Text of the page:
The professional event I recently attended was a Finance Panel hosted by The Woman in Business Society. A few upperclassmen sat on a makeshift panel, and offered their experiences with their Finance internships. At the same time, they gave authentic advice for us, underclassmen. One of the girls was involved in an internship at EY, and she gave both pros and cons to working with that particular firm. Being an underclassman, it was a breath of fresh air to be able to talk with upperclassmen in a setting, where we wouldn’t be judged for our commentary. During the event, participants were able to ask questions in an informal matter, which is something that isn’t always readily available. Going into the event, I had no prior knowledge on the host society; however, after leaving the event, I had a lot more interest in the Woman in Business Society. The Woman in Business Society is one of the many organizations that is involved in the Backpack to Briefcase organization.
One of the questions addressed during the event was how long internships were. I was very amazed to hear the range of times that people spent at the internships. For instance, one girl would work from 8 in the morning until 10 at night. Whereas, one girl worked the classic 9 to 5 schedule, that most business people commonly have. Another important topic that was brought up was taking risks. Every single girl on the panel agreed that it is extremely important to take risks in your internships because taking risks shows your ability to be confident. Being confident is something that makes business students stand out. Someone can be the smartest person in the room, but if they never vocalized their ideas, then no one would ever know.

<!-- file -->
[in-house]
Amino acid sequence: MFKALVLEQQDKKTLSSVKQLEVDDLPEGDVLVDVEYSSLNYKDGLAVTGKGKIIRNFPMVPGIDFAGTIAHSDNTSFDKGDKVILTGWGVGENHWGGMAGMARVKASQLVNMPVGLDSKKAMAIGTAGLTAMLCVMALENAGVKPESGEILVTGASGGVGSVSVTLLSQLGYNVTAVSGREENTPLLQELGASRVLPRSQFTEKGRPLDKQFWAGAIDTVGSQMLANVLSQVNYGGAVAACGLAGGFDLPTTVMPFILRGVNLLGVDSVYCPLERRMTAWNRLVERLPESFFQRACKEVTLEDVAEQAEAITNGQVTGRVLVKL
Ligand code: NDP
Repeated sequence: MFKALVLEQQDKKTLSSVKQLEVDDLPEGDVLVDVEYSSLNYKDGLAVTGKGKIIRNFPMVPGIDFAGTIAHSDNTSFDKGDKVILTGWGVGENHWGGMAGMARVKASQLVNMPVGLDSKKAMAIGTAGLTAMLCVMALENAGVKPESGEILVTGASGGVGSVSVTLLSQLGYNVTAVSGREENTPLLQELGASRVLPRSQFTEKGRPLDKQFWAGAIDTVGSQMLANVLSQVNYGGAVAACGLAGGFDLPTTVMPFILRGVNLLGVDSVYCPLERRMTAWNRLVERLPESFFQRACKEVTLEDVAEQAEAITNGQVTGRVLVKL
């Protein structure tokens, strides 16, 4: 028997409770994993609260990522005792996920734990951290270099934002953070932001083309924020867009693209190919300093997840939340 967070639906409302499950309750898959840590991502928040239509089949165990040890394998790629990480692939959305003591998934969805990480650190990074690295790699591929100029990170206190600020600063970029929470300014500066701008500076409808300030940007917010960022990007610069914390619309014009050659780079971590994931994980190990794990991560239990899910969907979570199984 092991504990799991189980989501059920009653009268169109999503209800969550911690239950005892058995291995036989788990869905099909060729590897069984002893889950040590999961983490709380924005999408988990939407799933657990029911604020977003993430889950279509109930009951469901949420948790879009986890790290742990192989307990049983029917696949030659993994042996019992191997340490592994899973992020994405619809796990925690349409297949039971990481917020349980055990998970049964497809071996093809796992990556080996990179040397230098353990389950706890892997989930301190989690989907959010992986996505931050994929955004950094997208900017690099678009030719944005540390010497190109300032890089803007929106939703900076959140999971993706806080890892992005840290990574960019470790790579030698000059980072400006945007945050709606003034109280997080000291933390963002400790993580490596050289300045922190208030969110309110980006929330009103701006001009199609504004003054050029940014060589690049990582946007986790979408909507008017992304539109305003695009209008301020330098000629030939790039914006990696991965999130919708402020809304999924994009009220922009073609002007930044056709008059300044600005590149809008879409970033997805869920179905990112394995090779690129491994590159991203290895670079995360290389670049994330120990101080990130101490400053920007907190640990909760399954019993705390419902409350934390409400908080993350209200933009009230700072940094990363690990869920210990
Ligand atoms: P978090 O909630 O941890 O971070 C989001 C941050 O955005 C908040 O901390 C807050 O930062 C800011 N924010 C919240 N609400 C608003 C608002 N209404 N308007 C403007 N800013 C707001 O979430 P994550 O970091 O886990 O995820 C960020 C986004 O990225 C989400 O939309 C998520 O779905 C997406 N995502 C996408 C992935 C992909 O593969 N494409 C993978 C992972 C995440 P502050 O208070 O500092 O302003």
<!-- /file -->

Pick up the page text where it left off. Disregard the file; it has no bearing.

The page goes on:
During the presentation, one of the biggest takeaways I received was to make your presence known and ask questions. Internships are meant to be learning experiences and it’s better to ask questions earlier rather than later. For instance, one of the girls stressed how she was timid and didn’t want to ask questions, and ended up making a mistake. She expressed how if she would’ve asked a question earlier on, then the problem could’ve been avoided. All In all, employees would rather you ask a question, rather than have to fix an issue that you could potentially cause in the future.
Walking away from the event made me realize how important the Backpack to Briefcase education is. It helps familiarize business students with real life experiences in an informal setting, which makes it less stressful. Additionally, it keeps business students motivated, on task, and familiar with different business opportunities in the real world. Check back next week in order to hear more about the different experiences and opportunities that this successful organization offers!